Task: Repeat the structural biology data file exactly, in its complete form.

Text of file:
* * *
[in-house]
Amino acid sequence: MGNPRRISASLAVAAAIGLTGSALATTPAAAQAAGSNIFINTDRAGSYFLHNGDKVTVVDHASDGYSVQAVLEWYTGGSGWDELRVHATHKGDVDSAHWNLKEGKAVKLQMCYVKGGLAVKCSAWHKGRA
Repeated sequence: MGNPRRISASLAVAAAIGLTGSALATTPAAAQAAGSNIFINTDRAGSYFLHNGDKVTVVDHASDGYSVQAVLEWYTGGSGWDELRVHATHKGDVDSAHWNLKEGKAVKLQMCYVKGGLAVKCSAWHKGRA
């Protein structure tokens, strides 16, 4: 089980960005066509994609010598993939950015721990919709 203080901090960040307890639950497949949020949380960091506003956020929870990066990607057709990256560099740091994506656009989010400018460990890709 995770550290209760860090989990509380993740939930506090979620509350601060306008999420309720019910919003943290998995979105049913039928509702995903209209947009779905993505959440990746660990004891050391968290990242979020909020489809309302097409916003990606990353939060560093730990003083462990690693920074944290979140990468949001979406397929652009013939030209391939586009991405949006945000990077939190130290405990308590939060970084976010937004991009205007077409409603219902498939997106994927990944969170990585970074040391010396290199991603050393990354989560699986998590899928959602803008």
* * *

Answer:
[in-house]
Amino acid sequence: MGNPRRISASLAVAAAIGLTGSALATTPAAAQAAGSNIFINTDRAGSYFLHNGDKVTVVDHASDGYSVQAVLEWYTGGSGWDELRVHATHKGDVDSAHWNLKEGKAVKLQMCYVKGGLAVKCSAWHKGRA
Repeated sequence: MGNPRRISASLAVAAAIGLTGSALATTPAAAQAAGSNIFINTDRAGSYFLHNGDKVTVVDHASDGYSVQAVLEWYTGGSGWDELRVHATHKGDVDSAHWNLKEGKAVKLQMCYVKGGLAVKCSAWHKGRA
């Protein structure tokens, strides 16, 4: 089980960005066509994609010598993939950015721990919709 203080901090960040307890639950497949949020949380960091506003956020929870990066990607057709990256560099740091994506656009989010400018460990890709 995770550290209760860090989990509380993740939930506090979620509350601060306008999420309720019910919003943290998995979105049913039928509702995903209209947009779905993505959440990746660990004891050391968290990242979020909020489809309302097409916003990606990353939060560093730990003083462990690693920074944290979140990468949001979406397929652009013939030209391939586009991405949006945000990077939190130290405990308590939060970084976010937004991009205007077409409603219902498939997106994927990944969170990585970074040391010396290199991603050393990354989560699986998590899928959602803008």